We fought back from two goals down to claim a draw at Standard Liege on Wednesday night – and topped Group F in the process.
Here are three things we noticed from the game in Belgium:
BACK THREE'S BACK, ALRIGHT
Freddie Ljungberg sprang a minor surprise when he opted for a back three for our Group F finale. The head coach went for a 3-4-3 formation with Bukayo Saka reprising a left wing back role that he has filled as an England youth international. "He wasn't very happy with me before the game!" revealed Freddie. Joe Willock and Matteo Guendouzi were stationed in central midfield and that left Reiss Nelson and Emile Smith Rowe supporting Alex Lacazette in a mobile front three. That triumvirate impressed in the first half - with Nelson particularly lively - and it was notable how close they were together. Quick interplay, sharp movement and good decision-making helped us carve out a number of chances, but those combinations dried up after the break when the same three seemed more isolated from each other. That prompted a change of personnel and formation, with Gabriel Martinelli on for Sokratis and a return to a back four. The move worked - it was Martinelli who linked up with Saka for our equaliser.
Before tonight, Standard Liege had won just two of their 15 competitive matches against English opposition. Most recently, they succumbed rather meekly to us at Emirates Stadium - thanks largely to an early double from Gabriel Martinelli on his European debut. They were a far tougher nut to crack in Liege. A five-goal win looked fanciful but, for a brief moment, they had a glimmer of hope of qualifying ahead of us. They were inspired by their captain, Paul-José Mpoku, who was once on Tottenham's books. Creative and tenacious, he got into an argument with Matteo Guendouzi before the game had started, clattered the Frenchman in the first minute and then found pockets of space to prompt and probe dangerously. All over the pitch, Standard were feisty, forcing us back and pressing us with intensity. Their energy was matched by their home fans, who made a proper din from start to finish. Together, they made this a real test.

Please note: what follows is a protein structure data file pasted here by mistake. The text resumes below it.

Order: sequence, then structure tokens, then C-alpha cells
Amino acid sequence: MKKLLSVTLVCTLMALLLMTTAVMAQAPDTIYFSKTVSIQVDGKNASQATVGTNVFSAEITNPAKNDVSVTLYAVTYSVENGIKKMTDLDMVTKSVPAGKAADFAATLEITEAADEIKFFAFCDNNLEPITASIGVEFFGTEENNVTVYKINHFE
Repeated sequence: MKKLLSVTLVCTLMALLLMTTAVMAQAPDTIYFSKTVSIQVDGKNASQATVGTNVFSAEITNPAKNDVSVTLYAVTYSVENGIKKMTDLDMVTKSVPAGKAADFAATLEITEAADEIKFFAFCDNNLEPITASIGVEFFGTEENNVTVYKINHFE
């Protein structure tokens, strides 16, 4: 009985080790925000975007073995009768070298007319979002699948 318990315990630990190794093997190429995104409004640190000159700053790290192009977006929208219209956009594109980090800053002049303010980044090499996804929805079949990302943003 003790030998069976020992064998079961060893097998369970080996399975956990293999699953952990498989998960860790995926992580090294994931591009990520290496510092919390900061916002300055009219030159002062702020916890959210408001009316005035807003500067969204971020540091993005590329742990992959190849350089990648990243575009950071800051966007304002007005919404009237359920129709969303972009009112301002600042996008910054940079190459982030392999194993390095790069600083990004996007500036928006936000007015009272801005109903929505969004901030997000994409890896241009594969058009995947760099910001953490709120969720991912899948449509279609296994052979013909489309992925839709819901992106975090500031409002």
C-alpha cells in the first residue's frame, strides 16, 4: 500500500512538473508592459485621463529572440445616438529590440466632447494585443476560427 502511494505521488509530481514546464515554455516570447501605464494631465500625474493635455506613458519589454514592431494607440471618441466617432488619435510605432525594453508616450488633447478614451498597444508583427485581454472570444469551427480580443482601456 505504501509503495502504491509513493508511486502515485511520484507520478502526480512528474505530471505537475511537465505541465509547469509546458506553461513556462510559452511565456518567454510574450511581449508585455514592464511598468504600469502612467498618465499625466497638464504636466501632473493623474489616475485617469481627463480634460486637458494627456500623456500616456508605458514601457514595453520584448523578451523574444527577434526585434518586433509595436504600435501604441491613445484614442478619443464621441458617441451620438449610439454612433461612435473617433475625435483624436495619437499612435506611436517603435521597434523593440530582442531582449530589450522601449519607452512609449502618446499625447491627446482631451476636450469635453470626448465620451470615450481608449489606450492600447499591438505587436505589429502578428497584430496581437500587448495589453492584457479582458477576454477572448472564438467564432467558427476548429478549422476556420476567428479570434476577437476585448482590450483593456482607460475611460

Our record in European competition is nothing if not consistent. Thursday's advance to the last 32 of the Europa League means we have made it through each of our last 17 group stages in major European competition since going out at the second group stage of the 2002/03 Champions League. Saka's timely interventions helped us preserve another long-standing record - we haven't lost back-to-back games within a single season in the UEFA Cup or Europa League since 1996/97, when we lost twice to Borussia Mönchengladbach in September 1996. Arsene Wenger was on the bench for that 3-2 defeat in Germany, although he hadn't officially taken over the manager's job at that point.
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